Walser Gemüse claims to be different from other, conventionally produced, vegetables due to their natural taste and freshness which are due to the short transport distances to the points of sale.

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Photo: BMLFUW/Rita Newman Method of production:

Priority is given to cultivation in line with nature and to the perpetuation of the

comprehensive knowledge of the relevant cultivation methods. Regular soil analyses and crop rotation are essential for vegetables of premium quality.

The production follows the requirements of Integrated Production (IP) and AMA–GAP (Agrarmarkt Austria – Good Agricultural Practice). The AMA Seal of Quality fulfils the criteria of GLOBALGAP for farmers in Austria.

Irrigation:

Usually natural rainfall is sufficient for vegetable growing in the region.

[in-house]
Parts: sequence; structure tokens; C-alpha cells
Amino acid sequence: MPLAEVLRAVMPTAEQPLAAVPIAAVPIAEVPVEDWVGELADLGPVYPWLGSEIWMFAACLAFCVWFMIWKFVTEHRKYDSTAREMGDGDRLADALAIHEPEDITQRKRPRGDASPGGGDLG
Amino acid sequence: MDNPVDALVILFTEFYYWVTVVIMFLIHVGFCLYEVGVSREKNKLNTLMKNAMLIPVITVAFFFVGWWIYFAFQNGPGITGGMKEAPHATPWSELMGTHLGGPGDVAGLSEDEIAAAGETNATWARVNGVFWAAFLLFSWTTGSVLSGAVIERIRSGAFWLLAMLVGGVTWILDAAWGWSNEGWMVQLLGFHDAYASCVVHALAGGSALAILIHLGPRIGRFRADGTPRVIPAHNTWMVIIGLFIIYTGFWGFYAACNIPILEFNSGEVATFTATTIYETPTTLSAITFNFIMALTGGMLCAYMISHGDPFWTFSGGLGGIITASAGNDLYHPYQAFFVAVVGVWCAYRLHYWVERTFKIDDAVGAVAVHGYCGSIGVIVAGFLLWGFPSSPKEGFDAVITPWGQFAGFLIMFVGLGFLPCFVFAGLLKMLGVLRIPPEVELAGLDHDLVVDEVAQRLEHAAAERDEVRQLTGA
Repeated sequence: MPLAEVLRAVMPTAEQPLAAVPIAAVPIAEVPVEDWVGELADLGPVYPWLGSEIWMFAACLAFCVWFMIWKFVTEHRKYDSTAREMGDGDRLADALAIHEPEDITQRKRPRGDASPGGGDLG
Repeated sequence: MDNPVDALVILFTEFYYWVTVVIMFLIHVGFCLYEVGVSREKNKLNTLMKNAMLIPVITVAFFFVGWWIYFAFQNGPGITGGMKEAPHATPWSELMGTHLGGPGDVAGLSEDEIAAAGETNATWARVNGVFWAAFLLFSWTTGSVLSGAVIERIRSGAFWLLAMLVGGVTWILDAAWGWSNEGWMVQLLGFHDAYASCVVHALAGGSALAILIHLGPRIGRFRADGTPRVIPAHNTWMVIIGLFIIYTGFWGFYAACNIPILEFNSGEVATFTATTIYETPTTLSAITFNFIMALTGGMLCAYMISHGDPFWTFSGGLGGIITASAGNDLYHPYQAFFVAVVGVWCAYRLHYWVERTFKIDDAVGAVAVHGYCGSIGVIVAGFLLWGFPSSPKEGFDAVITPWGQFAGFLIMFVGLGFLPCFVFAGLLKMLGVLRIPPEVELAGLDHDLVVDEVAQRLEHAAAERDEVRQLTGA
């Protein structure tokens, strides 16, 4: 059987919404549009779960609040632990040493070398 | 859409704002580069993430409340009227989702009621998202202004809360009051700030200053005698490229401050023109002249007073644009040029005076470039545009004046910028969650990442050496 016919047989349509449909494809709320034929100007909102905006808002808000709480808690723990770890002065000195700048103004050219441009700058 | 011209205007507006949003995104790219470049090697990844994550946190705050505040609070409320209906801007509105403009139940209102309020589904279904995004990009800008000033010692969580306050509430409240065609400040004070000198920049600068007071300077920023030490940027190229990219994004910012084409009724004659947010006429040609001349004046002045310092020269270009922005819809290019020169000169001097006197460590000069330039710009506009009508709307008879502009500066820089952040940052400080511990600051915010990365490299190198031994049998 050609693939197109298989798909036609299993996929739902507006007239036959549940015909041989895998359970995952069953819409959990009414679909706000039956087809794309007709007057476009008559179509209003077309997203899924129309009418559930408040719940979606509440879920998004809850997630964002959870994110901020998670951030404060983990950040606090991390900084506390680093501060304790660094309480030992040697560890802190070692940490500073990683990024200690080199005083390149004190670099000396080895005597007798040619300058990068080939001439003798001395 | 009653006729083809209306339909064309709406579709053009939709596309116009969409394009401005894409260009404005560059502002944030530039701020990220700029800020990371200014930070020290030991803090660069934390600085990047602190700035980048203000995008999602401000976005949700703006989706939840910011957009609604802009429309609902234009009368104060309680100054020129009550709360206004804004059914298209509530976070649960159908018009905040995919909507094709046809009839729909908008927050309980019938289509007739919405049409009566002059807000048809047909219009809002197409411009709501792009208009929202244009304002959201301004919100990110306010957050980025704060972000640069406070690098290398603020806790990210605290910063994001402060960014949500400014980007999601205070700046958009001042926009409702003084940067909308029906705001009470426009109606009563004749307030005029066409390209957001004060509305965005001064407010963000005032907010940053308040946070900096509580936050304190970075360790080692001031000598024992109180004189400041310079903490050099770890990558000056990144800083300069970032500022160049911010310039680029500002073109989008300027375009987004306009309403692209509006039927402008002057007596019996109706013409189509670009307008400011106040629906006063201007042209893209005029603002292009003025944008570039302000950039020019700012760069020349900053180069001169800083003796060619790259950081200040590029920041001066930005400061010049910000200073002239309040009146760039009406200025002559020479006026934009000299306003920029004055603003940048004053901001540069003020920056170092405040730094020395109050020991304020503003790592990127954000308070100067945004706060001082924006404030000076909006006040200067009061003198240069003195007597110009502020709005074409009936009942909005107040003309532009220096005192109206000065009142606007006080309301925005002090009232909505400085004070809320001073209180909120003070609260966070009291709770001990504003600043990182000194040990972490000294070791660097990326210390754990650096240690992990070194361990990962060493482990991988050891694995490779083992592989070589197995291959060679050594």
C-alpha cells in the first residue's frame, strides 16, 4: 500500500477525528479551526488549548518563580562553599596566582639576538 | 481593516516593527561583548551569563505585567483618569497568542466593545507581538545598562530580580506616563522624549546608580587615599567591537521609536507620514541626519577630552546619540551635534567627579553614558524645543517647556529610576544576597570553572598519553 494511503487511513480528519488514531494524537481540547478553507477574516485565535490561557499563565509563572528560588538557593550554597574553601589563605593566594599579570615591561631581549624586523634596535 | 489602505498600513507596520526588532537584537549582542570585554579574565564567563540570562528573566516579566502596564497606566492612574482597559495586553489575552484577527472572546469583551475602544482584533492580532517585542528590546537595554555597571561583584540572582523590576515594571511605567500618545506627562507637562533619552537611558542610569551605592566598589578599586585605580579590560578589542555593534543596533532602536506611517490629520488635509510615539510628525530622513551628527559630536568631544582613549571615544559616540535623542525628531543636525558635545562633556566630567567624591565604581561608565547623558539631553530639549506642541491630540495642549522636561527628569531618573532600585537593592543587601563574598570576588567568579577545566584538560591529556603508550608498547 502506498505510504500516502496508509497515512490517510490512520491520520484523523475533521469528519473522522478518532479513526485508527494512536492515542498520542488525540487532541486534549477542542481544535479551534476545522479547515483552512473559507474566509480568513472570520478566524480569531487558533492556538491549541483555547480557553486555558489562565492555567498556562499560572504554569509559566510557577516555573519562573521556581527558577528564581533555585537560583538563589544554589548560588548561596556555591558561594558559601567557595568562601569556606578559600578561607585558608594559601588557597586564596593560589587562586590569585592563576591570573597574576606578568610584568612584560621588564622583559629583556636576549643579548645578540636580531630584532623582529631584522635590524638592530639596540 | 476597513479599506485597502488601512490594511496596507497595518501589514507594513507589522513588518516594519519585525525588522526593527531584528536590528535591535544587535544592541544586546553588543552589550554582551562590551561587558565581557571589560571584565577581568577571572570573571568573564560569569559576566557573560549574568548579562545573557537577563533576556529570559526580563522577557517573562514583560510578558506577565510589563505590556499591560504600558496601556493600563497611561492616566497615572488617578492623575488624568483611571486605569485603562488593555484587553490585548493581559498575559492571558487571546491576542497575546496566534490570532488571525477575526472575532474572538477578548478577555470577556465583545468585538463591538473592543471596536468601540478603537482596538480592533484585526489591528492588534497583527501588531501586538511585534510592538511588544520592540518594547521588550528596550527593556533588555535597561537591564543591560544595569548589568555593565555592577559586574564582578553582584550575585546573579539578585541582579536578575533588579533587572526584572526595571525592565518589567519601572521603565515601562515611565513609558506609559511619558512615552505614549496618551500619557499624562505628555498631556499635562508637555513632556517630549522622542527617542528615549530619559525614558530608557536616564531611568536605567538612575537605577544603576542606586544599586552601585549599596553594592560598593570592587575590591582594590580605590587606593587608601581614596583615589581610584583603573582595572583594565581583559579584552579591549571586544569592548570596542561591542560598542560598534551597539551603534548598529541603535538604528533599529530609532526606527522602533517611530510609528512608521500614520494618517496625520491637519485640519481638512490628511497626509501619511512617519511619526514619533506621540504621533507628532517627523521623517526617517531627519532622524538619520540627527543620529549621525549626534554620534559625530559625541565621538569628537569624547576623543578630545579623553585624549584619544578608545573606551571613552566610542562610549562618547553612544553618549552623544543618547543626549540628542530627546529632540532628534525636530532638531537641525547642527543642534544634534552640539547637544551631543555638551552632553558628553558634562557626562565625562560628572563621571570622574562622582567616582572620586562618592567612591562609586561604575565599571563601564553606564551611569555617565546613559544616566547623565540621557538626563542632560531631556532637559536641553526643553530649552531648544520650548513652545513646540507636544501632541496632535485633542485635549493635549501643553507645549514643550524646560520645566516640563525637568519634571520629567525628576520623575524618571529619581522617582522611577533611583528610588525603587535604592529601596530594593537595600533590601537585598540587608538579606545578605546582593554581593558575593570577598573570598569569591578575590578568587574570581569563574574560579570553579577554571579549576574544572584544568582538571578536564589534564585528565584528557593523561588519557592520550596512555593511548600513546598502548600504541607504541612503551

Just after extremely long draught, irrigation with water from the river Saalach, other little creeks and wells may be necessary.

Harvest:

The annual yield of Walser Gemüse amounts to about 9.5 tonnes, thereof 4 % organic vegetables.

Quality control:

Quality controls, pesticide residue tests and other controls are carried out by SLK (Salzburger Landwirtschaftliche Kontrolle= Salzburg agricultural control) and AGES (Österreichische Agentur für Gesundheit und Ernährungssicherheit = Austrian Food Safety Agency).

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- Marketing:

Photo: BMLFUW/Rita Newman

For centuries Walser Gemüse has traditionally been marketed either via farm-gate sale or on traditional markets in Salzburg like the ‘Grünmarkt’ and the so-called ‘Schranne’ (weekly farmers’ market).